Malwarebytes released an update today for its component package that fixes the problem with Windows 7 stations freezing. The problem was manifesting on systems with the Web Protection feature enabled in the security solution.
US-based Ring executives and engineers were granted overreaching access to “unfiltered, round-the-clock live feeds from some customer cameras.”
I was a true nerd growing up in the 1980s—not in the hipster way but in the 10-pound-issue-of-Computer-Shopper-under-my-arm way (these things were seriously huge). I was thoroughly addicted to BBSes (Bulletin Board Systems) by the time I was 10. Maybe it’s no surprise I ended up as a technical director for a science and tech site.
Have I Been Pwned, the breach notification service that serves as a bellwether for the security of login credentials, has just gotten its hands on its biggest data haul ever—a list that includes almost 773 million unique email addresses and 21 million unique passwords that were used to log in to third-party sites.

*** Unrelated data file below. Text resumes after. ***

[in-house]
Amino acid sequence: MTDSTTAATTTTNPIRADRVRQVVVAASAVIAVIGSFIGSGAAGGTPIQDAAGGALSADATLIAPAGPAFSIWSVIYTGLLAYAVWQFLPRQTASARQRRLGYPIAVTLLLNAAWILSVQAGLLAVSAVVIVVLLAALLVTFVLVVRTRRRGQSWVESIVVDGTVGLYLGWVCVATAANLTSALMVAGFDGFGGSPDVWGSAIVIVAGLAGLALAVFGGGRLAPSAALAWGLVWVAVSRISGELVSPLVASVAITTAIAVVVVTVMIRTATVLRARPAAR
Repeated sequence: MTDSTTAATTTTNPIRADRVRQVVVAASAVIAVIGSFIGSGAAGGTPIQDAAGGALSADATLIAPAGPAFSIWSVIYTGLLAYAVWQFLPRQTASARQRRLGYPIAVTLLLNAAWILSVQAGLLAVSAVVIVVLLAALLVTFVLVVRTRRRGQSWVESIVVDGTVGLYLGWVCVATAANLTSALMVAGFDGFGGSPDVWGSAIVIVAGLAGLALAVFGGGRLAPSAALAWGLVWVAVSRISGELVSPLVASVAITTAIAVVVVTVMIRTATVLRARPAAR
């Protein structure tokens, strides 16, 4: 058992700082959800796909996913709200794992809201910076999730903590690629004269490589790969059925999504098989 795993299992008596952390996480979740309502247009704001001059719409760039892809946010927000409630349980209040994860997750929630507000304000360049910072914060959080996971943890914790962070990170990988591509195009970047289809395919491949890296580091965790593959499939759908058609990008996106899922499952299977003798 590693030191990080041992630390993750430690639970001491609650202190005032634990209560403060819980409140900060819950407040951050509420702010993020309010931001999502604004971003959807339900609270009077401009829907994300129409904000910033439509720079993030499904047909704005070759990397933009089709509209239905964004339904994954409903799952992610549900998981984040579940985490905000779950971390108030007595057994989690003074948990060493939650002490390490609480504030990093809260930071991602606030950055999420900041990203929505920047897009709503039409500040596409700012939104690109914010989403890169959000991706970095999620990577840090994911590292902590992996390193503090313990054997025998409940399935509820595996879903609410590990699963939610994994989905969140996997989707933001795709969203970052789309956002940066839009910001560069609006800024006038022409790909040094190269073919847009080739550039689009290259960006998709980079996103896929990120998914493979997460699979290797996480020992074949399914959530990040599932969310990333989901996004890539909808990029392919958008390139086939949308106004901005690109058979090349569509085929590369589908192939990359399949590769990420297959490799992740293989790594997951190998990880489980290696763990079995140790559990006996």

Since the middle of December 2018, numerous complaints have been pouring in that state Windows 7 had started freezing after a component of Malwarebytes was upgraded to a new version. Once users, disabled the Malwarebytes, Windows 7 would not longer freeze.
According to Ookla’s latest fixed broadband report, the fastest major US city is Kansas City on 159/127Mbps and the fastest state is New Jersey on 121/56Mbps.
Bethesda’s system started sharing support tickets with everyone on the Fallout 76 support forum, which meant personal information was also being shared including names and addresses. Bethesda has since resolved the problem without explanation.